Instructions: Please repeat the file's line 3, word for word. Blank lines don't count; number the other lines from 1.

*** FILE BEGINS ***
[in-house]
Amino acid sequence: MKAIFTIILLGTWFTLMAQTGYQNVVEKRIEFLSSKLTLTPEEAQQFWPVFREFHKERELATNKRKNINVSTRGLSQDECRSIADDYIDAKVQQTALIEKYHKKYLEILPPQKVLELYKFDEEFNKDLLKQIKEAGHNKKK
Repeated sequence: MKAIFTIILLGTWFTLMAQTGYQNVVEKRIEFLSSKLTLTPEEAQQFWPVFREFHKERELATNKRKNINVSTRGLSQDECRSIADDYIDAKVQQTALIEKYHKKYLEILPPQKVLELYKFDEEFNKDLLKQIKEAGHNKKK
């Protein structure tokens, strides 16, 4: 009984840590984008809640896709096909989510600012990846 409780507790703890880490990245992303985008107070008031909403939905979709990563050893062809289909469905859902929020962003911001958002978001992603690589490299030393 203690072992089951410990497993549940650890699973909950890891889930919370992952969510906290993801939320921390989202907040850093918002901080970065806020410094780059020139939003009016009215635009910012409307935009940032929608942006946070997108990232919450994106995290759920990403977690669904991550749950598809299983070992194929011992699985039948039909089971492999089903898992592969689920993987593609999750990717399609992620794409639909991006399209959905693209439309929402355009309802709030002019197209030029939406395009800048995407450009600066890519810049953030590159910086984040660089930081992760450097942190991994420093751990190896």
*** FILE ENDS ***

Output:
Repeated sequence: MKAIFTIILLGTWFTLMAQTGYQNVVEKRIEFLSSKLTLTPEEAQQFWPVFREFHKERELATNKRKNINVSTRGLSQDECRSIADDYIDAKVQQTALIEKYHKKYLEILPPQKVLELYKFDEEFNKDLLKQIKEAGHNKKK